Korey moved his new family back to Minnesota where he worked in education, and Mariaha worked in a corporate job. Korey had been a rapper in high school and had done some as a hobby in college. He decided to move to the West Coast to develop a record label. He soon was into recording what he refers to as “gangster rap” – part of the music of the hip hop world. He was rolling in money, getting high, and living a hustler’s lifestyle. He thought it was a great life until one night in a strip club he heard a voice say to him, “Are you happy?” It was then he realized he wasn’t happy and was wasting his life doing things that were highly profitable but not contributing to the good of society. So he spoke with his brother, his label partner, and made an immediate decision to leave the label and the fast life to return to Minnesota to be with his son and marry Mariaha, his girlfriend at the time.
Korey returned to school at the University of Minnesota and completed his education earning dual degrees in Youth Development Studies and Sociology. He set out to make a difference in his community.
He had deserted the hip hop/rap music because he believed the messaging was hurting youth but found he missed the art form. So he got back into rapping and recorded a few positive messaged CD’s and promoted them nationally within the music industry. He also moved into Christian rap music, and it was in that genre he was nominated for a Grammy in 2005.
He looks back on his life and fully accepts responsibility for the mistakes he made. He also stays in touch with his mentors and recognizes the value of the mentoring he received from them. Now his goal is to give back by mentoring African American males in schools and around town. He does this with his music and his emerging program “Man Up,” a secular program he conducts in high schools. Korey has recently established “The Man Up Club” as a non-profit that receives donations from people interested in the cause of mentoring disadvantage young people. This along with his hip hop music ministry are the passions he now owns. He and his wife, Mariaha, also own a prominent construction management firm in downtown St. Paul called EDEN Resources. Together they are able to provide for their five children. His first son, Korey Jr (AKA K-Jay) who was in the car accident is also a well-known Christian hip hop artist along with his father. Korey Jr. is now in college and working part time at a bank with the hope of beginning a career in banking after his college graduation.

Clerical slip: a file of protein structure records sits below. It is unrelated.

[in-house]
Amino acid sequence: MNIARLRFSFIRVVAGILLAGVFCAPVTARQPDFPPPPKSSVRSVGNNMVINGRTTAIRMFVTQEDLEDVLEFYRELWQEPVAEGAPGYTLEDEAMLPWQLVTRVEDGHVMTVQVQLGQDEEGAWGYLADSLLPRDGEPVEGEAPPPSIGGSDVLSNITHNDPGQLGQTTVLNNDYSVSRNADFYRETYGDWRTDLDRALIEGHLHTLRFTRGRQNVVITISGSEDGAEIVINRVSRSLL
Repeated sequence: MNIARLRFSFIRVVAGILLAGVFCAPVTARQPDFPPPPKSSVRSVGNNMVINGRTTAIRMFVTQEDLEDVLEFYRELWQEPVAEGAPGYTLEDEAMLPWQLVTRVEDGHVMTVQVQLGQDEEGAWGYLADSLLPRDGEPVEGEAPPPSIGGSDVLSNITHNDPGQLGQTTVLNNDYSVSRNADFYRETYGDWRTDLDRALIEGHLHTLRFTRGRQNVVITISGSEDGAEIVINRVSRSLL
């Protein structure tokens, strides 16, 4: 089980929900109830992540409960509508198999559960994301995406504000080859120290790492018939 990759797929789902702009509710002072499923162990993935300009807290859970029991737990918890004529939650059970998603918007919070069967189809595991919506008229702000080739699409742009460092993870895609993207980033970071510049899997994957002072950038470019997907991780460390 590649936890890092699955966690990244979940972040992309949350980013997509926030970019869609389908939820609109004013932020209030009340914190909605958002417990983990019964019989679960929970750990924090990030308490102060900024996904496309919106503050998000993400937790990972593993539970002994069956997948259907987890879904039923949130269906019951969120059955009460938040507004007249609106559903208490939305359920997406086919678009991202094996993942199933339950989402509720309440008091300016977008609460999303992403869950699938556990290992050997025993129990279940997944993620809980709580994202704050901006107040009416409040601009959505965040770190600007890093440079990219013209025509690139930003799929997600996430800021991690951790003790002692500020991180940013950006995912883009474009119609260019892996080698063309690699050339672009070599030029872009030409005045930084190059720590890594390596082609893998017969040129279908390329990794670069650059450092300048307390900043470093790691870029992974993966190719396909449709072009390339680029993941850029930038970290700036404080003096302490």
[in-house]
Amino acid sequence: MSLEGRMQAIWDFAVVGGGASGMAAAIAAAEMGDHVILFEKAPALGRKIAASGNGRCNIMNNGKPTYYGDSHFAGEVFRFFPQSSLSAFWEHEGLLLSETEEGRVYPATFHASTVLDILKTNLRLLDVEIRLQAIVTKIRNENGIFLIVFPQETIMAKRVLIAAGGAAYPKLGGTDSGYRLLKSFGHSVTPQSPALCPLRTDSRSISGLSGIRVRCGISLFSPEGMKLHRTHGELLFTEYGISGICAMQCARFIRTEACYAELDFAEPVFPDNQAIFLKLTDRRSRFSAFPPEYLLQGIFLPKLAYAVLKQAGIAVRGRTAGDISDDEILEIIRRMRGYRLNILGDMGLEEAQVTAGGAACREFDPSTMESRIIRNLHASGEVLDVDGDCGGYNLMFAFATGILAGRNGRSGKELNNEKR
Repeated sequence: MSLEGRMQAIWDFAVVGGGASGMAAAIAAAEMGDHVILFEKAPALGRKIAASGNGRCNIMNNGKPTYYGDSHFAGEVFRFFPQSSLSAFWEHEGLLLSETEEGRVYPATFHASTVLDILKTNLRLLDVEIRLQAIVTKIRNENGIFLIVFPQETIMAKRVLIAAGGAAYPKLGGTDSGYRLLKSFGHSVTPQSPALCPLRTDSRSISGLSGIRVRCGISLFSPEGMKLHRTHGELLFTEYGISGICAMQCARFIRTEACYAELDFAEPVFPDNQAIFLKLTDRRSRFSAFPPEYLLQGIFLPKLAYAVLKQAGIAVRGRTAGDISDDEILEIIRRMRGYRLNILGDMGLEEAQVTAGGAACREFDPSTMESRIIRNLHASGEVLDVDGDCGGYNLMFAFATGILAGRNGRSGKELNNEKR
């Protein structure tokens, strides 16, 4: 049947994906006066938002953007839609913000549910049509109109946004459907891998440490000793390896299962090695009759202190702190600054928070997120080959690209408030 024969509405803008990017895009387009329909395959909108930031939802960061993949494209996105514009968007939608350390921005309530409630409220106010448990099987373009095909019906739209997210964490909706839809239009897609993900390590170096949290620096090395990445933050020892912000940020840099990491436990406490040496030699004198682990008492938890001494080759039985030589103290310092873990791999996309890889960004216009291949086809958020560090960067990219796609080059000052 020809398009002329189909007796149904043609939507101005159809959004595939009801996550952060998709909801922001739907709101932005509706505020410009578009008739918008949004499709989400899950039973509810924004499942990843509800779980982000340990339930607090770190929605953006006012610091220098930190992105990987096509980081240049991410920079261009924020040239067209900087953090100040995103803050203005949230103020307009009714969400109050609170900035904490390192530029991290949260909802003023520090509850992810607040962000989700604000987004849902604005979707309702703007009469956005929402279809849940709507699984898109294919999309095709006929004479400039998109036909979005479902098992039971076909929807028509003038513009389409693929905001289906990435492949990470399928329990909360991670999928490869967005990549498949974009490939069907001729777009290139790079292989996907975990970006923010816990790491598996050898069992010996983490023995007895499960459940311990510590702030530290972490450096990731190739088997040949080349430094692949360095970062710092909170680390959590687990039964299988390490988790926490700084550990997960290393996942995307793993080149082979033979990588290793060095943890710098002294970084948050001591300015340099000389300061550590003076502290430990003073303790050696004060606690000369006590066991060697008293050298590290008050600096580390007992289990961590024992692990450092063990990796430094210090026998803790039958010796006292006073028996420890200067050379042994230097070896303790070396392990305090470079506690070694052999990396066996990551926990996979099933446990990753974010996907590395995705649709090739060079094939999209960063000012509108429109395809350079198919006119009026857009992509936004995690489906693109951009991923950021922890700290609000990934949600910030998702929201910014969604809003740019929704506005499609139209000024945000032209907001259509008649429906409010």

As a nationally known Christian hip hop artist, Korey is taking the steps he believes will make a positive impact on society in general, as well as with the young African American kids he clearly understands well.
When I visited Korey at his studio, I wasn’t sure what to expect. I had never met anyone who had been nominated for a Grammy, and I didn’t know if he was a big deal or not. But I was greeted with a huge smile and a warm, humble welcome that immediately spoke volumes to me about his love for people.
I was impressed with the setup he had created in this small office. He had a high tech recording and video studio given to him by an NBA player and friend who wanted to support Korey’s ministry. He operates out of this little office with goals to change the world!
As a 67 year old white male, I am clearly not the market for rap music. I do like music but had never listened to hip hop before, so it seemed at first we had little in common with each other.
He knew this and showed me some of his work on YouTube. I was an immediate convert to his music! He also gave me a few of his discs that I play in my car while driving around town. One of them had the lyrics, “I work hard so I play hard, pray to God, my safe Guard, live life, make money, love people, and stay humble. I’m a born winner. I play to win. I’m a born winner, oh yes! I AM.” Those lyrics started repeating themselves in my head, and I actually came close to memorizing them! I learned that rap is a very powerful medium that can actually program people with the beat and lyrics. I am glad we have Korey providing great messaging to young people all over America. I am now an Xross fan!
Korey has made mistakes in his life but has also done a lot of things very well. He was a great football player with aspirations to go to the NFL but through an agreement with his mentor about academics received a good education too. I also admire the leap he took to humble himself to accept help from others. This is a very important lesson we can learn from Korey’s story – his willingness and humility to accept help from someone else. There is a lot of help out there; we just have to be aware of it and take advantage when we need it regardless of our race or culture! We don’t need to do everything on our own.
I expect big things from Korey and am betting that Xross will become a positive and even more prominent figure in this county.